Aerobic treatment is a biological process, the principle of which is the use of free or dissolved oxygen by microorganisms (aerobes) in the degradation of organic wastes. Since oxygen is available to working aerobes as an electron acceptor, the biodegradation process can be significantly accelerated, leading to increased throughput capacity of a treatment system. Read More
The demand for reliable, efficient and low-cost wastewater treatment systems is increasing world wide especially in densely populated urban regions where adequate wastewater treatment systems do not exist and uncontrolled discharge of wastewater endangers environmental health and water resources.
An Anaerobic Baffled Reactor (ABR) is an improved septic tank because of the series of baffles under which thewastewater is forced to flow. The increased contact time with the active biomass (sludge) results in improved treatment.
Black water is water from you home that comes from things in your home that is not clean. For example, clean water comes from the water heater, from the sink when your running water, from the back of the toilet, and in the shower out of the faucet. The black water in the home comes from sources that are not clear, not clean. Black water in the home comes from the toilet overflowing, from the sewage pipes in your home, the release pipes from the washer, from the garbage disposal and similar type areas of your home.
A trickling filter consists of a bed of highly permeable media on whose surface a mixed population of microorganisms is developed as a slime layer. The word "filter" in this case is not correctly used for there is no straining or filtering action involved. Passage of wastewater through the filter causes the development of a gelatinous coating of bacteria, protozoa and other organisms on the media. With time, the thickness of the slime layer increases preventing oxygen from penetrating the full depth of the slime layer. In the absence of oxygen, anaerobic decompositio
Any pond, natural or artificial, receiving raw or partially treated sewage or waste, in which stabilization occurs through sunlight, air and microorganisms. Waste Stabilization Ponds (WSP), are also known by the name of oxidation ponds or lagoons. They act as holding basins for secondary wastewater treatment, Here organic matter is decomposed naturally, i.e. biologically. In WSP waste is stabilized and pathogens reduced through the action of bacteria and algae. The process aims to convert organic content of the effluent to more stable forms.
An aeration tank is a place where a liquid is held in order to increase the amount of air within it. The most common uses of aeration tanks are in wastewater recovery, as the high oxygen levels will increase the speed at which the water is cleaned. There are two main methods of aerating liquid: forcing air through the liquid or forcing liquid through the air. Both methods are common, but the aeration tanks are very different between the two types.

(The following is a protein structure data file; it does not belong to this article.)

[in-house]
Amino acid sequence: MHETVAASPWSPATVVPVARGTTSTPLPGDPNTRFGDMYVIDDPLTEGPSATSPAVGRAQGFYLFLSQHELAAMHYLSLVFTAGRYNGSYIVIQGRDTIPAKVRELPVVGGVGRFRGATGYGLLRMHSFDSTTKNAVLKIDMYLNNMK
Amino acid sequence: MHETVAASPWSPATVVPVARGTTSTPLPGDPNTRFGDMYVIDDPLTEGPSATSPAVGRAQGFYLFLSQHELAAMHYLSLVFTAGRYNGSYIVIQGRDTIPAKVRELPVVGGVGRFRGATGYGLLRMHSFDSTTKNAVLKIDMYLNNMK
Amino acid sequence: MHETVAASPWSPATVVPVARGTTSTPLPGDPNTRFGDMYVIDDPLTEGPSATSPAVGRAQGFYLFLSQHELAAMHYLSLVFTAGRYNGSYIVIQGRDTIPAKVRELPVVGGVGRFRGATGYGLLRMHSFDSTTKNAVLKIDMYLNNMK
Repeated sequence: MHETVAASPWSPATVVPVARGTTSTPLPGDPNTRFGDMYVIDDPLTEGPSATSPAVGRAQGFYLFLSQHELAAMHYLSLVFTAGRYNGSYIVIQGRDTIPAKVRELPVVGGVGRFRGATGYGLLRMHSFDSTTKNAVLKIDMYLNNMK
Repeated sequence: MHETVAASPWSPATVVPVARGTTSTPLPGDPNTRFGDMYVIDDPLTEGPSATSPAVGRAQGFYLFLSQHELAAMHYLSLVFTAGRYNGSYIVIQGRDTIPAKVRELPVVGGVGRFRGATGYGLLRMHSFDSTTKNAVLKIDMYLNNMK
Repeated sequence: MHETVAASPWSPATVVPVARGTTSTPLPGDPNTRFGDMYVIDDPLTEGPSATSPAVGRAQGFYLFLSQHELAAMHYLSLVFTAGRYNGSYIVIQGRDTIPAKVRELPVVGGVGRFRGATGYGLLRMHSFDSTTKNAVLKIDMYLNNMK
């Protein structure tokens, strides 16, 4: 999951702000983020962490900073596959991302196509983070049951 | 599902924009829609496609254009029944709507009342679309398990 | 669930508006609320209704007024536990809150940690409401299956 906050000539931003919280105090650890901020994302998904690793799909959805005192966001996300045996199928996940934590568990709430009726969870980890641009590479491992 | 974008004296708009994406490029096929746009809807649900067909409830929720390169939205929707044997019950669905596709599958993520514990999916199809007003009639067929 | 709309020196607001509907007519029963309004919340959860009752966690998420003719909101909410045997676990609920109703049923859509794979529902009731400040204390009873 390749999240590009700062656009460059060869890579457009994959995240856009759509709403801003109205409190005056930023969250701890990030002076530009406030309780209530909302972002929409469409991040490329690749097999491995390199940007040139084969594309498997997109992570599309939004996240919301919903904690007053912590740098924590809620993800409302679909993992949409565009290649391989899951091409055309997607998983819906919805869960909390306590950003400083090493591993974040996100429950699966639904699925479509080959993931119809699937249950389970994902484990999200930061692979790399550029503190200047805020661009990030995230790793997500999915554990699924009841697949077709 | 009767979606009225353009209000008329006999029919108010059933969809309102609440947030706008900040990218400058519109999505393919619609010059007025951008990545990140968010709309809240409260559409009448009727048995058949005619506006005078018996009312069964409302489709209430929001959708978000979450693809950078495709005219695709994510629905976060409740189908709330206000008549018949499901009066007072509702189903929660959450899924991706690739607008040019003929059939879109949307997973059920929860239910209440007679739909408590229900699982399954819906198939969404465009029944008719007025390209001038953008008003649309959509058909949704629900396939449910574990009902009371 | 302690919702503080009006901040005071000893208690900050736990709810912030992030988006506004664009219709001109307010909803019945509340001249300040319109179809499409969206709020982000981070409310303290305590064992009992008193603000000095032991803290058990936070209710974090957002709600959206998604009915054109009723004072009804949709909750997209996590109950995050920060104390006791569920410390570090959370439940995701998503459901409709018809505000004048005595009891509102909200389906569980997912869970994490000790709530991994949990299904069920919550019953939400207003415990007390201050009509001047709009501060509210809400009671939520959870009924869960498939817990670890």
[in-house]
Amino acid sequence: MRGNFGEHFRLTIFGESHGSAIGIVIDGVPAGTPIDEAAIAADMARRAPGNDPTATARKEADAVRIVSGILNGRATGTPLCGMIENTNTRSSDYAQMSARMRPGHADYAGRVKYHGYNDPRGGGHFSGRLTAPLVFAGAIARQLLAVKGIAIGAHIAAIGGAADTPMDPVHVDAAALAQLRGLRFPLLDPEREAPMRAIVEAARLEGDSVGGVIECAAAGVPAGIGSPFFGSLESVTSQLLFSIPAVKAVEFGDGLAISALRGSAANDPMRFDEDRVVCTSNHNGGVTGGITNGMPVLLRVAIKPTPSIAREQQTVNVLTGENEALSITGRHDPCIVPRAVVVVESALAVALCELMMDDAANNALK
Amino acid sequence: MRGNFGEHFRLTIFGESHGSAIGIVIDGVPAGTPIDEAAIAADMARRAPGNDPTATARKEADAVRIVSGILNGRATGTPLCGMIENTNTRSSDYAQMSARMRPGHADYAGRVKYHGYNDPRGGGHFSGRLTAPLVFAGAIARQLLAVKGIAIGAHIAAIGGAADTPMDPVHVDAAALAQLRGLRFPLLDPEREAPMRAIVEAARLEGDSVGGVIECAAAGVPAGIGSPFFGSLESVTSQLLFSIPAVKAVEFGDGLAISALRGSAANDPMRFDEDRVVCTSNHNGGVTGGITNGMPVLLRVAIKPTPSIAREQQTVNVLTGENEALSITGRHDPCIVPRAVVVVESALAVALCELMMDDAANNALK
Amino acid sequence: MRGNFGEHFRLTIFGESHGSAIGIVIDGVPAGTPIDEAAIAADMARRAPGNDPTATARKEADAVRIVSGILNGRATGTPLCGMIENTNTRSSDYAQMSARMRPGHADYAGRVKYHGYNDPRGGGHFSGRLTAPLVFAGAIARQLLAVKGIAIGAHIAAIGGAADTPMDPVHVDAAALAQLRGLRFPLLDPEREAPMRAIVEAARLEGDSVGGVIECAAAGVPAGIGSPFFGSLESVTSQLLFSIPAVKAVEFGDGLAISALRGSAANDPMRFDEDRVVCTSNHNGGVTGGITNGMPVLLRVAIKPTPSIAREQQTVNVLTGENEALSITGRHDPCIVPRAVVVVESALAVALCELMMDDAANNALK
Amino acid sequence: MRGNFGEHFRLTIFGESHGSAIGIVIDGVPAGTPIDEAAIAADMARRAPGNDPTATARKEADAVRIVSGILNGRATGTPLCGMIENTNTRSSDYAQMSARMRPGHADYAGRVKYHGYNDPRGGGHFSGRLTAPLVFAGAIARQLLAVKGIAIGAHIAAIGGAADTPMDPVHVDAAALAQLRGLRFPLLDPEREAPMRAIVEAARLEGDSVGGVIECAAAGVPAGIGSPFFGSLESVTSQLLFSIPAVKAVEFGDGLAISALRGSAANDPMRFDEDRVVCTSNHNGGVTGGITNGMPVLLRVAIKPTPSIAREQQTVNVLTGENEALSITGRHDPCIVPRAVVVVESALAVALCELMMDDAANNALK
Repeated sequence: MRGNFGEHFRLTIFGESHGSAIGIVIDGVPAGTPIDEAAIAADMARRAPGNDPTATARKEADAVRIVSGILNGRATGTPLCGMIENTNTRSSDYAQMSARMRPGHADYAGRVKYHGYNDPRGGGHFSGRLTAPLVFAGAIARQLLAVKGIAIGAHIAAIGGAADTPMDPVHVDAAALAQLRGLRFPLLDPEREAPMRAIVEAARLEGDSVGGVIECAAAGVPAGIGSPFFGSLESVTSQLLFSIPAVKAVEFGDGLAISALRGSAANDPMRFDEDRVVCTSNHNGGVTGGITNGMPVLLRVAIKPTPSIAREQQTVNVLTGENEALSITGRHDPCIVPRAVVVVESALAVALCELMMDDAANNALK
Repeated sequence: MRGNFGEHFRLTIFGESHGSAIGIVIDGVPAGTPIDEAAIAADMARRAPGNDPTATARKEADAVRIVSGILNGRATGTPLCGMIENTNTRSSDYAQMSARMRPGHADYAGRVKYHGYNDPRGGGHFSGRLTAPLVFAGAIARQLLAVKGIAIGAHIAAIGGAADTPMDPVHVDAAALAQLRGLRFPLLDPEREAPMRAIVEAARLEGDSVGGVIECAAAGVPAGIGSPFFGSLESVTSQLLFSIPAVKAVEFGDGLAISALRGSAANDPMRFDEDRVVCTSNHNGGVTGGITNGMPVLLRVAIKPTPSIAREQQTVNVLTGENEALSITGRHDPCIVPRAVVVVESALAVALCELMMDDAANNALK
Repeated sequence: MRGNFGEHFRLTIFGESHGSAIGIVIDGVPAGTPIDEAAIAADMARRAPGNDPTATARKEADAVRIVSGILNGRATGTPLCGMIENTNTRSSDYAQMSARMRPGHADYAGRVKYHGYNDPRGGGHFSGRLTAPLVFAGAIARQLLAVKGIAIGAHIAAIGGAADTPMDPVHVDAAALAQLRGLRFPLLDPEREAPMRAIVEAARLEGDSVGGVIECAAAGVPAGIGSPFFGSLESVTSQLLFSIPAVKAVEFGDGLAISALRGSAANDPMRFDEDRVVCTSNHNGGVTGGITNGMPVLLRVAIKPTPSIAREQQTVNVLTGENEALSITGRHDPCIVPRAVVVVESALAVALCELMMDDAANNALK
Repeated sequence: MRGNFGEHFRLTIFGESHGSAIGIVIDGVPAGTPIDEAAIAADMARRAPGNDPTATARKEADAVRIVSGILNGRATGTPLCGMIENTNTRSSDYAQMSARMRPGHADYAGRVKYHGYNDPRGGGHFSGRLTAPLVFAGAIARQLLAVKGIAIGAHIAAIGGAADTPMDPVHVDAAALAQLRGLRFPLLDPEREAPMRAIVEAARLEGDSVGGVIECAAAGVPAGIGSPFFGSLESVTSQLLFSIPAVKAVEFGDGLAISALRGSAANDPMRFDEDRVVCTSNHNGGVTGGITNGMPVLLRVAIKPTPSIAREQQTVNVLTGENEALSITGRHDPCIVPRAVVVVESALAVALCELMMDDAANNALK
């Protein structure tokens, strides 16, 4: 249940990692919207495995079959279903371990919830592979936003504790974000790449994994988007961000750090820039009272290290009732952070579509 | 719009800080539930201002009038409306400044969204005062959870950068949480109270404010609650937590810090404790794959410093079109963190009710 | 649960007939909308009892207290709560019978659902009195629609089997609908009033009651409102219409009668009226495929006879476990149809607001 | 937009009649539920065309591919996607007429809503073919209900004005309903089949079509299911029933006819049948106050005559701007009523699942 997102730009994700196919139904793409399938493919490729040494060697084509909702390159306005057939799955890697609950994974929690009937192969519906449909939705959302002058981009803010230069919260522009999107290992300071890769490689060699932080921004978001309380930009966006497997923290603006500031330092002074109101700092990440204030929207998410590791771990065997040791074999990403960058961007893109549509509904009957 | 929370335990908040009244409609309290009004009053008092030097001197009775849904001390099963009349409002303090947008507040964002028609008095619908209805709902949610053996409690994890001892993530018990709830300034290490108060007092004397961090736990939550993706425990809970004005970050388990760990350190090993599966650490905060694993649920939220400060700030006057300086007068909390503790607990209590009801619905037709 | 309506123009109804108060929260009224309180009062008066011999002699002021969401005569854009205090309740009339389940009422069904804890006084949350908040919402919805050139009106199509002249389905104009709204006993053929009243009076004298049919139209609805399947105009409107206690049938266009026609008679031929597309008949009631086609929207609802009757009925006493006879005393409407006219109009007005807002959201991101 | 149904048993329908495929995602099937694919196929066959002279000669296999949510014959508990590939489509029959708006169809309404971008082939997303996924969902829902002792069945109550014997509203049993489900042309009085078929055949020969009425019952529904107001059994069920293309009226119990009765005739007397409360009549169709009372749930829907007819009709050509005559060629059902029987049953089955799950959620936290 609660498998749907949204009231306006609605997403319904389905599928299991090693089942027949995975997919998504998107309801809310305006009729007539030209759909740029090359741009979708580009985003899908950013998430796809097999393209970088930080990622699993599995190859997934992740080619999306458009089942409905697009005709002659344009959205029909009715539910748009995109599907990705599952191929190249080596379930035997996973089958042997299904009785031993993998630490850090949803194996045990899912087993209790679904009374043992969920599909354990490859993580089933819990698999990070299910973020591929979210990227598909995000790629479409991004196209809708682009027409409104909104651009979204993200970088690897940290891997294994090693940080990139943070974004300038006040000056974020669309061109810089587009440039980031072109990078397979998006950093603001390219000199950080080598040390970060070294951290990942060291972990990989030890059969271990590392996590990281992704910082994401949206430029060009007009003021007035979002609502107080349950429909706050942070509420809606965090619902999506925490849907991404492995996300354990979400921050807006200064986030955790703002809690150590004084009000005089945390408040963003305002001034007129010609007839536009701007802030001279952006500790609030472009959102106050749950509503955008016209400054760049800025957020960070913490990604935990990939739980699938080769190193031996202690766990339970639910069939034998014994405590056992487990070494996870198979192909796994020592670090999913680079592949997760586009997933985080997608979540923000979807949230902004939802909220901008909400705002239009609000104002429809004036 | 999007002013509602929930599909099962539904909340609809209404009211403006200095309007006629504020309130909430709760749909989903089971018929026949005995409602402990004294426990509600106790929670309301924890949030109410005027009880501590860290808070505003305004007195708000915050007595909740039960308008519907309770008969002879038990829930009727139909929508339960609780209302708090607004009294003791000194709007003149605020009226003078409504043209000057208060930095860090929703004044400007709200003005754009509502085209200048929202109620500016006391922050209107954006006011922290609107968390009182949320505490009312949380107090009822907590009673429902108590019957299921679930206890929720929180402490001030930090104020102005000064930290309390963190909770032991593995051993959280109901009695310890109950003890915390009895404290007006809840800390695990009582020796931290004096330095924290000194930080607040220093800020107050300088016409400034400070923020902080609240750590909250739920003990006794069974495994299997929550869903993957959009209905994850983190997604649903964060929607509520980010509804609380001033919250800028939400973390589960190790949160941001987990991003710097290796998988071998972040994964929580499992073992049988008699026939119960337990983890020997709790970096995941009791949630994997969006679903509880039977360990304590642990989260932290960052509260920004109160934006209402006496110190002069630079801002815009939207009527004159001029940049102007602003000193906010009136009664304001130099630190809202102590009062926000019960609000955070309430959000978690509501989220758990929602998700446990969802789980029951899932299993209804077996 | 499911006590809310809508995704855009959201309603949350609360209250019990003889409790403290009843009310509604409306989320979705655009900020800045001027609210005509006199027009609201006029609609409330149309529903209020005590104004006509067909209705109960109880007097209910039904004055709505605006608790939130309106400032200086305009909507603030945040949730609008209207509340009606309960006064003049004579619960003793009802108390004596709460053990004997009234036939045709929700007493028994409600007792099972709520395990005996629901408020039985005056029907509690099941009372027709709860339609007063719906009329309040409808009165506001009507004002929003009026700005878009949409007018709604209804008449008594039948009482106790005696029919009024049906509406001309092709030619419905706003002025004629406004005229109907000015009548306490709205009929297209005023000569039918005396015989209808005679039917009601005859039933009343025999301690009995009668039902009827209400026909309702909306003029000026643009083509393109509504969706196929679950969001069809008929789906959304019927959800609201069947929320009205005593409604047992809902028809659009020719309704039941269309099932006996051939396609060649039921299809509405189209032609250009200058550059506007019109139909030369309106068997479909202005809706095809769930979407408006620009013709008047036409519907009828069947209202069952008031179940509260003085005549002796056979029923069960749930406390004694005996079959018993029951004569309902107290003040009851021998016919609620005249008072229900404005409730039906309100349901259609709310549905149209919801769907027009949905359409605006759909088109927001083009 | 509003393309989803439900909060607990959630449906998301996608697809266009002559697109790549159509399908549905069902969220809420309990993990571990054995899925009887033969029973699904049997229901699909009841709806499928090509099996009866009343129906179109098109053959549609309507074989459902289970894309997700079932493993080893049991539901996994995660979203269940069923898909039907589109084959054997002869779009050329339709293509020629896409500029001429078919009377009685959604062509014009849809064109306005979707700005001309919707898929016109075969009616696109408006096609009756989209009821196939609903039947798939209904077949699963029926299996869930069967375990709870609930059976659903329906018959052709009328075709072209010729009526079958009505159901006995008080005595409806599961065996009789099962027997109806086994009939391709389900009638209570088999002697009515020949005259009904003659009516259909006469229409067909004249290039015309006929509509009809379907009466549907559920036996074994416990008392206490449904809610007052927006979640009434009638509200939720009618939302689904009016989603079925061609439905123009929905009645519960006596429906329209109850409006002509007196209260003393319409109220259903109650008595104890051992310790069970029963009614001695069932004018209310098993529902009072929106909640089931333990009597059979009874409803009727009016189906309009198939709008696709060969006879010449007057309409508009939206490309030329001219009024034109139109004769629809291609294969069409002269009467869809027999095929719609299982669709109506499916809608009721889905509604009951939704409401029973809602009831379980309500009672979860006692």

Original Query: B. Hariharasubramanian, TWAD Board, Chennai
Posted: 29 December 2005
I am Hariharasubramanian working as Joint Chief Engineer (Planning and Design), Tamil Nadu Water Supply And Drainage (TWAD) Board Head Office located at Chennai. At present, we are implementing underground sewerage schemes in various towns in Tamil Nadu.
Original Query: K.A.S. Mani, APFAGMS, Hyderabad
Posted: 24 February 2006
I am Dr K A S Mani, working with Andhra Pradesh Farmer Managed Groundwater Systems (APFAMGS) Project which is a network of over 650 villages working towards enabling the farmers to manage their groundwater systems in about 638 villages in seven drought prone districts of Andhra Pradesh. The development objective of the project is that farmers in Andhra Pradesh manage their groundwater systems based on annual recharge-draft conditions. Main activities include participatory hydrological monitoring, artificial recharge and sustainable agriculture inputs, capacity building and institutional development. One of the areas being explored by the communities is better management and treatment of waste water, so that it could be re-used for agricultural and other purposes.
Original Query: Gopal Sane, Samruddhi, New Delhi
Posted: 22 March 2006
I have been working with bio sanitizers used in septic tanks and wet kitchen waste treatment and I found that the odors and pests like mosquitoes and cockroaches disappeared. I want to take this idea to densely populated slums in cities like Delhi, where wet kitchen waste and open sewage creating odor and pests is a common problem, but I have found much resistance in getting ready acceptance from communities, even in spite of the obvious benefits.